Measuring pH during Soy Sauce Production

Measuring pH during Soy Sauce Production

Soy sauce as we know it today traces its origins back in eastern cultures to at least 535AD. Salty, sweet, aromatic, savoury, and floral all contribute to the umami, the flavour of the soy sauce. Soy sauce is the by-product of the fermentation of a mixture of soybeans, wheat, and salt. Traditional methods of producing soy sauce are broken up into three main steps: koji fermentation, moromi fermentation, and the refining process.

During koji fermentation, soybeans and wheat are fermented with bacteria. The soybeans are first soaked in water, drained, and then boiled. The wheat can be roasted separately, introduced raw, or boiled with the soybeans. The inclusion of wheat in conjunction with the soybeans helps create desired growth parameters for favourable moulds and bacteria. The mixture cools and mould is introduced and incubated at a controlled temperature. The mixture, called koji, is then allowed to ferment for a few days. This first stage of fermentation allows for the conversion of raw material into a complex array comprised of proteins, amino acids, nitrogen, sugars and enzyme activity.

During moromi fermentation, a salt brine is introduced and the soybeans and wheat are macerated into mash and allowed to ferment for at least several months. It is during this step that lactic acid bacteria are used and yeast is introduced to convert sugars to alcohol. As the different stages of fermentation progress the temperature of the mash will fluctuate, and the pH will acidify from approximately 7.0 to a pH of approximately 4.5. This change in pH is as a result of the production of lactic acid from fermentation; once the pH reaches a level of pH 4.5, fermentation is complete and the soy sauce is ready for the next stage.

The resulting mature mash, or moromi, is squeezed and the subsequent liquid is raw soy sauce. The final step in production is refining. Raw soy sauce is filtered, clarified, pasteurised, and clarified again before bottling.


A commercial condiment company decided to expand their product line to include soy sauce to cater to the growing market. The company communicated with Hanna Instruments that they needed an easy to use product that was readily mobile to monitor the temperature and pH in the fermenting vats of soy mash as well as on the finished product line. They were worried as many of the employees did not have a scientific background and had complained about other products not being intuitive to use.

Hanna Instruments suggested the HI2202 edge blu and HI10482 HALO Glass Body pH Electrode with Clogging Prevention System and Bluetooth® connection. The HALO family of electrodes is unique as they function via Bluetooth® connection with either the HI2202 edge blu or the Hanna Lab App on compatible devices. This capability allows the user to utilise a laboratory meter or a personal device to take easy portable readings of their samples. HALO electrodes are digital electrodes meaning the calibration data is stored in the electrode, not the meter. This allowed the customer to easily switch between the HI2202 edge blu and Hanna Lab App without having to recalibrate each time.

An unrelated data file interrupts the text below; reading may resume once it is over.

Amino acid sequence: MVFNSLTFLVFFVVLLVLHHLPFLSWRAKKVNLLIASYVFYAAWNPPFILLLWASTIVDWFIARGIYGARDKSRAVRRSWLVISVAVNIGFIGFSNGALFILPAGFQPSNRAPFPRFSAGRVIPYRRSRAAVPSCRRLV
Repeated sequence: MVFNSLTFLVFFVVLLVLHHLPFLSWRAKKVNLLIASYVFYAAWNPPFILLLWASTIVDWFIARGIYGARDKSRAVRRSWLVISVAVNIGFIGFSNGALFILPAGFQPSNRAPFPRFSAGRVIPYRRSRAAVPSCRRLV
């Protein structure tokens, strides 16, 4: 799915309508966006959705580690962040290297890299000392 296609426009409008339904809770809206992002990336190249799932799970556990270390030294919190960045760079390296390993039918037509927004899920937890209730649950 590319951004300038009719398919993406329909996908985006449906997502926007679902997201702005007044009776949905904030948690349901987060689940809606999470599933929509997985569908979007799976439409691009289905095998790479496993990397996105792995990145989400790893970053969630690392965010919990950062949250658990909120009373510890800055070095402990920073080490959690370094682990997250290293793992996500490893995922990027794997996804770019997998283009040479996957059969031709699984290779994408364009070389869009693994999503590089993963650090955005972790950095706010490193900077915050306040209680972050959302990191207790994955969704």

The HI2202 edge blu is a tablet style meter that is supplied with a benchtop or wall mount cradle, and internal rechargeable battery with 8-hour battery life. The customer was pleased with the flexibility to use the edge as a benchtop meter in the lab or portable meter on the production floor. The HI2202 features up to 5 point calibration, 0.001 resolution, and Hanna’s exclusive CAL Check feature which gave the customer confidence that their electrode was in good working condition every time they calibrated it.

The HI10482 is designed for testing in the food industry with a ground glass double junction and PTFE sleeve to prevent clogging issues that can arise with food applications. The customer appreciated the high flow rate and clog-proof junction design, as some of the condiments they were producing were extremely viscous. The general-purpose pH glass of the probe can be used in samples that range from 0°C to 80°C. This feature would lend itself well to the soy sauce making process as the temperature varies greatly from step to step. The HI10482 has a double junction reference design. This meant the electrode utilised a silver-free reference electrolyte, minimising the risk of silver leaching into the food products. The HI2202 edge blu and HI10482 provided an intuitive and comprehensive solution to the customer’s condiment testing needs.


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